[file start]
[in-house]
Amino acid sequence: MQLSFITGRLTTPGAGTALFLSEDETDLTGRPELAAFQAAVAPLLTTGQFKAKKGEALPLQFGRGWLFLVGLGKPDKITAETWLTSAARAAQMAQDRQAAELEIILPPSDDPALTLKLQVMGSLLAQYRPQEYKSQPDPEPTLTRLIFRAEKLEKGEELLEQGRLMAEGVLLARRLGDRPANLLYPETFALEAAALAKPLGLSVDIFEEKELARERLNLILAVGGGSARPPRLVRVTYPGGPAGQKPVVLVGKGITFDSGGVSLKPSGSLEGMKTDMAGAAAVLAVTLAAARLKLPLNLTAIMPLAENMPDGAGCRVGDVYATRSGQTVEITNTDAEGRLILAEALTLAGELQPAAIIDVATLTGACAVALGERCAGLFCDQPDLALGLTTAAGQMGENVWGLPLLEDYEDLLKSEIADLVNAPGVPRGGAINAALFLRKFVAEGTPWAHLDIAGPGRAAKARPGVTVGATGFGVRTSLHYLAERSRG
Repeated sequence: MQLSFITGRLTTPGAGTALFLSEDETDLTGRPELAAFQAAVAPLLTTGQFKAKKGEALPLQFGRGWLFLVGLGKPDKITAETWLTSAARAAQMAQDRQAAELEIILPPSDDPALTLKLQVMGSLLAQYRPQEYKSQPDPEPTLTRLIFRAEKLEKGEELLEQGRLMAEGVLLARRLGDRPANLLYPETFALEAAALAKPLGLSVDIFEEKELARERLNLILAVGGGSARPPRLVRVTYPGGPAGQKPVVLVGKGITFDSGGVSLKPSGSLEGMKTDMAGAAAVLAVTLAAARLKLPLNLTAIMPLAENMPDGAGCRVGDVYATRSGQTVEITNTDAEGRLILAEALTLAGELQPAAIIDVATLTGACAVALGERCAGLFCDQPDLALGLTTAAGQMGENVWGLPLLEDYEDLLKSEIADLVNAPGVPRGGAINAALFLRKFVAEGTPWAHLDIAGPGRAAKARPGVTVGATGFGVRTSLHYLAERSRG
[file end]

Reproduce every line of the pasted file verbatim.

[in-house]
Amino acid sequence: MQLSFITGRLTTPGAGTALFLSEDETDLTGRPELAAFQAAVAPLLTTGQFKAKKGEALPLQFGRGWLFLVGLGKPDKITAETWLTSAARAAQMAQDRQAAELEIILPPSDDPALTLKLQVMGSLLAQYRPQEYKSQPDPEPTLTRLIFRAEKLEKGEELLEQGRLMAEGVLLARRLGDRPANLLYPETFALEAAALAKPLGLSVDIFEEKELARERLNLILAVGGGSARPPRLVRVTYPGGPAGQKPVVLVGKGITFDSGGVSLKPSGSLEGMKTDMAGAAAVLAVTLAAARLKLPLNLTAIMPLAENMPDGAGCRVGDVYATRSGQTVEITNTDAEGRLILAEALTLAGELQPAAIIDVATLTGACAVALGERCAGLFCDQPDLALGLTTAAGQMGENVWGLPLLEDYEDLLKSEIADLVNAPGVPRGGAINAALFLRKFVAEGTPWAHLDIAGPGRAAKARPGVTVGATGFGVRTSLHYLAERSRG
Repeated sequence: MQLSFITGRLTTPGAGTALFLSEDETDLTGRPELAAFQAAVAPLLTTGQFKAKKGEALPLQFGRGWLFLVGLGKPDKITAETWLTSAARAAQMAQDRQAAELEIILPPSDDPALTLKLQVMGSLLAQYRPQEYKSQPDPEPTLTRLIFRAEKLEKGEELLEQGRLMAEGVLLARRLGDRPANLLYPETFALEAAALAKPLGLSVDIFEEKELARERLNLILAVGGGSARPPRLVRVTYPGGPAGQKPVVLVGKGITFDSGGVSLKPSGSLEGMKTDMAGAAAVLAVTLAAARLKLPLNLTAIMPLAENMPDGAGCRVGDVYATRSGQTVEITNTDAEGRLILAEALTLAGELQPAAIIDVATLTGACAVALGERCAGLFCDQPDLALGLTTAAGQMGENVWGLPLLEDYEDLLKSEIADLVNAPGVPRGGAINAALFLRKFVAEGTPWAHLDIAGPGRAAKARPGVTVGATGFGVRTSLHYLAERSRG